The National Fish and Wildlife Foundation (NFWF) has awarded a grant to Adelphi University faculty member Aaren Freeman, PhD, for his research on kelp as part of the Long Island Sound Futures Fund.
The National Fish and Wildlife Foundation (NFWF) has awarded a grant to Adelphi University faculty member Aaren Freeman, PhD, for his research on kelp as part of the Long Island Sound Futures Fund. With the help of this grant, Dr. Freeman hopes to determine if kelp could serve as a future seafood source in an effort to preserve marine wildlife.
The NFWF’s goal in awarding grants is to protect and restore imperiled species, promote healthy oceans and estuaries, improve working landscapes for wildlife, advance sustainable fisheries and conserve water for wildlife and people. The organization funds conservation efforts taking place in all 50 states.
During his research, Dr. Freeman, associate professor of biology and graduate coordinator of Adelphi’s Environmental Studies program, planted kelp at three sites. He has been able to sample each of two sites and harvest the kelp from one site, even during the pandemic.
“I planted the kelp on lines back in December of last year at four sites and it has been growing quite well,” said Dr. Freeman. “The major interruption that the coronavirus caused is figuring out how to sample and harvest the kelp.”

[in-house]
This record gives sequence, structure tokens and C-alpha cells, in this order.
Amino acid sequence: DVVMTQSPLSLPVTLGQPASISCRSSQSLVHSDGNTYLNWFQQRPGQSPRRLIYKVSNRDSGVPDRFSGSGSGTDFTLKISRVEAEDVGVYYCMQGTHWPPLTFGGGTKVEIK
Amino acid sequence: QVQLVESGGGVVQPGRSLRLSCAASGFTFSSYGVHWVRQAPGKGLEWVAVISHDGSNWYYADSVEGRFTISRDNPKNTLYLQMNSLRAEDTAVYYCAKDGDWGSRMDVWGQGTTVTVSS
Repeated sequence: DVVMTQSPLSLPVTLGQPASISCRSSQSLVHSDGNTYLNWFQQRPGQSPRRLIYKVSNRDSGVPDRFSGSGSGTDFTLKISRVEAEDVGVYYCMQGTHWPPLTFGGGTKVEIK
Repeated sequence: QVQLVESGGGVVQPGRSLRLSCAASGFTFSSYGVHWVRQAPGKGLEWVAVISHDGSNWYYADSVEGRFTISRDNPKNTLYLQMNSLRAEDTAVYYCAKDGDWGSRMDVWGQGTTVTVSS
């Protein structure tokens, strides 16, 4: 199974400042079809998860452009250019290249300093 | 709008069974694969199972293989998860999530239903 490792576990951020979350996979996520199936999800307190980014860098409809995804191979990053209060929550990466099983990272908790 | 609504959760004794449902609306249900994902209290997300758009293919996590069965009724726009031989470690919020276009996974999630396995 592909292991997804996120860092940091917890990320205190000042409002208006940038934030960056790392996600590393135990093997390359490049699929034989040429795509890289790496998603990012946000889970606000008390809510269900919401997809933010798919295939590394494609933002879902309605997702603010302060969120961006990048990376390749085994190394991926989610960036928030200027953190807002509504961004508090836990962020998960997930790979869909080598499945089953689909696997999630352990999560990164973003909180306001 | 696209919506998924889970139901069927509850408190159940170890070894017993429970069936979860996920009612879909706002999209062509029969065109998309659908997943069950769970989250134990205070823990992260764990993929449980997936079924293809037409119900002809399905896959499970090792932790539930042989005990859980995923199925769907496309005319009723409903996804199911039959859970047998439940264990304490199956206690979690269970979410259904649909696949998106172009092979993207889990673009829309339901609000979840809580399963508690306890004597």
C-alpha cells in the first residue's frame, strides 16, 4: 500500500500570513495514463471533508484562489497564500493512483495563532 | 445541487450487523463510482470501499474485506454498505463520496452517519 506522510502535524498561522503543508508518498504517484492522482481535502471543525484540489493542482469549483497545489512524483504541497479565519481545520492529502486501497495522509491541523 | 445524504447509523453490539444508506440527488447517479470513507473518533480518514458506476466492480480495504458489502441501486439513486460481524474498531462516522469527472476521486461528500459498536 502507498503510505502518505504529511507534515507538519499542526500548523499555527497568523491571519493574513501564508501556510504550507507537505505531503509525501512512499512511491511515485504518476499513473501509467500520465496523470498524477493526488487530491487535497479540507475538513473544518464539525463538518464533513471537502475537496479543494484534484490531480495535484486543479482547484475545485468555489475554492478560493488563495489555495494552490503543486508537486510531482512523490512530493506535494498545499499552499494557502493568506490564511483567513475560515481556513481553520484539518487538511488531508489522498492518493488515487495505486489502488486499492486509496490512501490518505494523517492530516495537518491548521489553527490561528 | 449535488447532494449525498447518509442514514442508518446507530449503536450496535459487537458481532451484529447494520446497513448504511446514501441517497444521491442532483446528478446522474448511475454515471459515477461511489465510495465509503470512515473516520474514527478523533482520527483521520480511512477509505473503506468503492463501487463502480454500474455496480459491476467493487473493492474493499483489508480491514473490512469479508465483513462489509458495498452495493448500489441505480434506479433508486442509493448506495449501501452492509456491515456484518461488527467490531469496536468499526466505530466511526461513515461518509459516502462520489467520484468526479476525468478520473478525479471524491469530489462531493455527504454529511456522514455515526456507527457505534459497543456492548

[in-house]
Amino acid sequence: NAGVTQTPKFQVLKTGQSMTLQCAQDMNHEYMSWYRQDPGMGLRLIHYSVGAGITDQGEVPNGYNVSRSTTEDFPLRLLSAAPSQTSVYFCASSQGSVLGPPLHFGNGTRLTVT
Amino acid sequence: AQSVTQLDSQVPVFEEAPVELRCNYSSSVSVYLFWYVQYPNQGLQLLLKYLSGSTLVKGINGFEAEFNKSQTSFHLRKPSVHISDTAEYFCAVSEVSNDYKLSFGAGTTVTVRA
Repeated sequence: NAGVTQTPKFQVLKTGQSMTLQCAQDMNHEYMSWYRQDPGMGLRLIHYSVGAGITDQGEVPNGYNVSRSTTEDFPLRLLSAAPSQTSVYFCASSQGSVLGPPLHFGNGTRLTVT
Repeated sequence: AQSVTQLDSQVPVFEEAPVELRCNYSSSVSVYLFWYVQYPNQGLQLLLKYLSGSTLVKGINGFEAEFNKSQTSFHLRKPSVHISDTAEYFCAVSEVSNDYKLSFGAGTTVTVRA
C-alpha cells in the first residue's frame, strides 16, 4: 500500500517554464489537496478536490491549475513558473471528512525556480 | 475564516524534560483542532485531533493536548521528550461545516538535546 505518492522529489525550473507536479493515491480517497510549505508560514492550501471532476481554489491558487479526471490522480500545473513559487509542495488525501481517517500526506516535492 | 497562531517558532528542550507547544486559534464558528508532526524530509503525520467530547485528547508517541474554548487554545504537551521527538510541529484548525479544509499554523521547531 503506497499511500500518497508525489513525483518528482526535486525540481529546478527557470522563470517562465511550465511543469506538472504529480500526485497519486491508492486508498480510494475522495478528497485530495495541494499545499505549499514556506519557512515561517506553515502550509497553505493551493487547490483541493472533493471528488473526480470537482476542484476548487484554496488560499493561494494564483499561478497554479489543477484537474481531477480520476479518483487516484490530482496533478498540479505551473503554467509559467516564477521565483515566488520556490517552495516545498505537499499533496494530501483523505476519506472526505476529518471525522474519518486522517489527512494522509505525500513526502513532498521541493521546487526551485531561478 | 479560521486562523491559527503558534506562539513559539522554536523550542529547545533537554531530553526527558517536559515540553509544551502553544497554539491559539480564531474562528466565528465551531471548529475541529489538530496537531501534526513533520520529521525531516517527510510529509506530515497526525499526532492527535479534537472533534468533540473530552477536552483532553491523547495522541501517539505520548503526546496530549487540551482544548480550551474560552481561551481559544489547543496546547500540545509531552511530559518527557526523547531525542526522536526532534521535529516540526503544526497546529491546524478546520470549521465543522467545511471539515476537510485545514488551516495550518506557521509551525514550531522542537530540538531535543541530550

The kelp harvested will be used in a fertilizer study run by Hofstra University in collaboration with the Long Island Nitrogen Action Plan (LINAP) and the Town of Hempstead.
This marks Dr. Freeman’s third grant in the past decade. He was also awarded the New Hampshire Sea Grant and the Australian Research Council International Fellowship.
Dr. Freeman has expertise in a variety of research fields including marine biology, evolution and ecology of marine organisms, biology of invasive species, predator-prey interactions, phenotypic plasticity, and trait-mediated indirect interactions. He is also a co-founder of the Community Oyster Restoration Effort (CORE), which collects oyster shells from local restaurants and uses them to build and strengthen Long Island oyster reefs.